Indonesia landslides: Death toll rises to 126, dozens missing
The death toll from mudslides in eastern Indonesia has risen to 126 with scores still missing, officials said Wednesday, as the rain continued to pound the region and hamper the search. East Flores district on Adonara island suffered the highest losses with 67 bodies recovered so far and six missing. Here are more details on this.
River banks burst after overnight rains causing flash floods
Mud tumbled down from surrounding hills early on Sunday, catching people in sleep. Some were swept away by flash floods after overnight rains caused rivers to burst their banks. The bodies of three people were recovered after being swept away by floods in Oyang Bayang village, where 40 houses were also destroyed, said Lenny Ola, who heads the local disaster agency.
Solidified lava from a volcanic eruption crashed on villages
On nearby Lembata island, the downpour triggered by Tropical Cyclone Seroja sent solidified lava from a volcanic eruption in November to crash down on more than a dozen villages, killing at least 28 and leaving 44 unaccounted for, according to the National Disaster Mitigation Agency.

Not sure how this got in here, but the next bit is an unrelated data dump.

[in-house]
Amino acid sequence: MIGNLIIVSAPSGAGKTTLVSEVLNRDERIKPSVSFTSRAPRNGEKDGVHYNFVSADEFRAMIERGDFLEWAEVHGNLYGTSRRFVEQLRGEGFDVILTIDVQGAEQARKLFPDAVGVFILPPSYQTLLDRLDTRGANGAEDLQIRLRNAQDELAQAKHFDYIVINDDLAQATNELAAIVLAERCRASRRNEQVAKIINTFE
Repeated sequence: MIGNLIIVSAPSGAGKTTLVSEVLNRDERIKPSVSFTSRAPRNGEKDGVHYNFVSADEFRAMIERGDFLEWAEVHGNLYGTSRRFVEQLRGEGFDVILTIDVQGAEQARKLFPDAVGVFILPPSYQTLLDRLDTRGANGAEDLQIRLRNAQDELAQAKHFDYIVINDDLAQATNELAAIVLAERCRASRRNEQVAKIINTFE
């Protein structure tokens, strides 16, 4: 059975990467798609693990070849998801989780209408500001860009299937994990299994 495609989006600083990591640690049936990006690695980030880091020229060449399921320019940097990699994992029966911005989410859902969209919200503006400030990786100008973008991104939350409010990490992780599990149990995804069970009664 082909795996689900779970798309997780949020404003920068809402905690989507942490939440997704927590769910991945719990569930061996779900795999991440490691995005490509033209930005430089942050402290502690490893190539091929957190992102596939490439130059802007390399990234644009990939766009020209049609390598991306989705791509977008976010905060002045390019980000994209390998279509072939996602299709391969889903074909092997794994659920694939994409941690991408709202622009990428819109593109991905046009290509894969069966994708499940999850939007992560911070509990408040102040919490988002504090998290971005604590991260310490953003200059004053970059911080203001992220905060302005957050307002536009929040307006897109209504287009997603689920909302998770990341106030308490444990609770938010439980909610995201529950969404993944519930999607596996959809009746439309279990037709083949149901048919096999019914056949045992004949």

Hundreds of people dug through debris to search for buried
Hundreds of police, soldiers, and residents dug through the debris with their bare hands, shovels, and hoes searching for those buried. On Tuesday, relatives wailed as they watched rescuers pull out a mud-caked body, place it on a bamboo stretcher and take it away for burial. Notably, the incident killed 126 across several islands in Indonesia along with 27 people in neighboring East Timor.
Roads and bridges were damaged in many places
Thousands of homes have been damaged and thousands of people displaced by the weather, which is expected to continue until at least Friday as the storm moves south toward Australia. Rescue efforts were being hampered by the rains and the remoteness of the area, where roads and bridges were damaged in many places.
Helicopters began reaching isolated areas
Rescue personnel with excavators, tons of food, and medicine were being deployed from Makassar city on Sulawesi island but were hindered by sea transportation shortage. National Disaster Mitigation Agency chief Doni Monardo called on the private sector to support relief efforts. Three helicopters began reaching islands' isolated areas on Tuesday, and President Joko Widodo held a Cabinet meeting in Jakarta to speed up operations.
Additional helicopters for rescue personnel arrived on Wednesday
The disaster agency's spokesperson Raditya Jati said, "Three more helicopters with relief supplies and rescue personnel arrived Wednesday and a hospital ship carrying more goods was expected to arrive on Friday to relieve overwhelmed health clinics."